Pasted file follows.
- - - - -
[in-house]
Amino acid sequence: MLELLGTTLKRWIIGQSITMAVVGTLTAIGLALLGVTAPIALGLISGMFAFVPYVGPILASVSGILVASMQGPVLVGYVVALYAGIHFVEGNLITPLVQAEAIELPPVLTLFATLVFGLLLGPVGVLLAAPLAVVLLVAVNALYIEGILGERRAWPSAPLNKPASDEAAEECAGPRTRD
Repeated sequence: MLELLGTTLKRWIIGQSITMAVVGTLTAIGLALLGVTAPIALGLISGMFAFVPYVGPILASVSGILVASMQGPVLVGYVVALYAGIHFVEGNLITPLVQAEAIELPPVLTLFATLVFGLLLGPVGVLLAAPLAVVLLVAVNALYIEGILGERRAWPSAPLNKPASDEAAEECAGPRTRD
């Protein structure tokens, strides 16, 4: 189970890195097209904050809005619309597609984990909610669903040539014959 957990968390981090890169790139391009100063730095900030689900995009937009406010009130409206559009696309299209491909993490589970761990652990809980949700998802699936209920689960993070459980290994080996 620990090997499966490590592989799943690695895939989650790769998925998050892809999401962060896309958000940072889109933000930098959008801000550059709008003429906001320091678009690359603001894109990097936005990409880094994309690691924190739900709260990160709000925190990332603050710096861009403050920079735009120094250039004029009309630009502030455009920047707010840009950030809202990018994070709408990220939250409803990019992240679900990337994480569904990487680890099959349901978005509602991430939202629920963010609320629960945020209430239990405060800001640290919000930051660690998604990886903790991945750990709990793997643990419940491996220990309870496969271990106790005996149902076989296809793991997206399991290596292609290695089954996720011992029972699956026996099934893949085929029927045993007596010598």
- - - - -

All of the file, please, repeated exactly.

[in-house]
Amino acid sequence: MLELLGTTLKRWIIGQSITMAVVGTLTAIGLALLGVTAPIALGLISGMFAFVPYVGPILASVSGILVASMQGPVLVGYVVALYAGIHFVEGNLITPLVQAEAIELPPVLTLFATLVFGLLLGPVGVLLAAPLAVVLLVAVNALYIEGILGERRAWPSAPLNKPASDEAAEECAGPRTRD
Repeated sequence: MLELLGTTLKRWIIGQSITMAVVGTLTAIGLALLGVTAPIALGLISGMFAFVPYVGPILASVSGILVASMQGPVLVGYVVALYAGIHFVEGNLITPLVQAEAIELPPVLTLFATLVFGLLLGPVGVLLAAPLAVVLLVAVNALYIEGILGERRAWPSAPLNKPASDEAAEECAGPRTRD
């Protein structure tokens, strides 16, 4: 189970890195097209904050809005619309597609984990909610669903040539014959 957990968390981090890169790139391009100063730095900030689900995009937009406010009130409206559009696309299209491909993490589970761990652990809980949700998802699936209920689960993070459980290994080996 620990090997499966490590592989799943690695895939989650790769998925998050892809999401962060896309958000940072889109933000930098959008801000550059709008003429906001320091678009690359603001894109990097936005990409880094994309690691924190739900709260990160709000925190990332603050710096861009403050920079735009120094250039004029009309630009502030455009920047707010840009950030809202990018994070709408990220939250409803990019992240679900990337994480569904990487680890099959349901978005509602991430939202629920963010609320629960945020209430239990405060800001640290919000930051660690998604990886903790991945750990709990793997643990419940491996220990309870496969271990106790005996149902076989296809793991997206399991290596292609290695089954996720011992029972699956026996099934893949085929029927045993007596010598």